Frustration is a common law concept that applies in certain circumstances when a contract has become impossible to perform. When it applies, the remedy is the discharge of the parties from their contractual obligations and the termination of the contract. Simply put, a frustrating event is one which is unexpected, beyond the reasonable control of the parties and makes performance impossible or radically different to that which the parties contemplated when the contract was entered into. It can only be relied upon if the contract does not refer expressly to force majeure situations. In practice, it can be very difficult to rely on frustration and so it should be seen as a last resort.


In certain circumstances, for example, if you do not wish to terminate the contract but your costs have increased and you need to increase the price, other clauses may assist you, such as a change in law, material adverse change or a price change clause. 


The information set out above is intended to be a very brief guide - it is very important to check your contract very carefully and to obtain legal advice in respect of your specific circumstances. If you seek to terminate a contract when you do not have a basis for doing so, the other party may be entitled to terminate the contract on the basis of wrongful termination and seek damages from you.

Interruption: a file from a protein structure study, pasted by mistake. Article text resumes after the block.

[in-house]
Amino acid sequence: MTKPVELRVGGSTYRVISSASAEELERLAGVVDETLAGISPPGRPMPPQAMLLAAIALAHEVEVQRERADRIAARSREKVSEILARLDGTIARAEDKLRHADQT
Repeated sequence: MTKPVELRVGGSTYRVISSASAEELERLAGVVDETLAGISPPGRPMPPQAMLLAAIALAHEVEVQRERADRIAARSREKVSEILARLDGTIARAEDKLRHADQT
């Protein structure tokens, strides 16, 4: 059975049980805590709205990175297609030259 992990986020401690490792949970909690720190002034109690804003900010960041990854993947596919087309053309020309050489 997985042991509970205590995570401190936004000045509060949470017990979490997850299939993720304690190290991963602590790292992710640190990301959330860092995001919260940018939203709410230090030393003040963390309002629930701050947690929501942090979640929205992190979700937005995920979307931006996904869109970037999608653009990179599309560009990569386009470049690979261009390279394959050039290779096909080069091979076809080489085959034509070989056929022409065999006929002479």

C. Real estate commercial leases

Commercial leases in the London (and UK) market have rarely (if ever) been drafted to cater for the exceptional circumstances in which Coronavirus has produced for tenants. 


Tenants may have immediate difficulties in paying rents, service charges and insurance. This may necessitate a review of your lease.


There are a number of operative clauses that we can advise upon in determining your position, as follows:


i. Under what circumstances and when can you terminate your lease?


ii.         Does your lease contain a specific force majeure clause, allowing you to break/terminate in the existing (Coronavirus or similar) circumstances;


iii. When is the rent due to be reviewed and on what terms; and


iv. How is the service charge calculated and how are the services provided (usually in the interests of good estate management and the landlord acting reasonably). Is there scope to request that the landlord desist in the provision of some/all services if the building is unoccupied. Is there standing that your service charge proportion be re-calculated (downwards).


Landlords are starting to reach out to tenants to offer temporary assistance such as deferred rental payment and rent reduction. Some tenants have also been successful in negotiating a short term rent free period.


We can perform a review of the operative provisions within your lease and can also assist with communications and negotiation with your landlord for a rent reduction/suspension, in the circumstances.


If you would like further advice in relation to this issue or any of our commercial services please contact the Commercial or Property teams at 3CS.


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Commercial Solicitor

Amy Cunliffe-Rowe

Property Solicitor

Ki Lee

Property Solicitor

Brian Hearne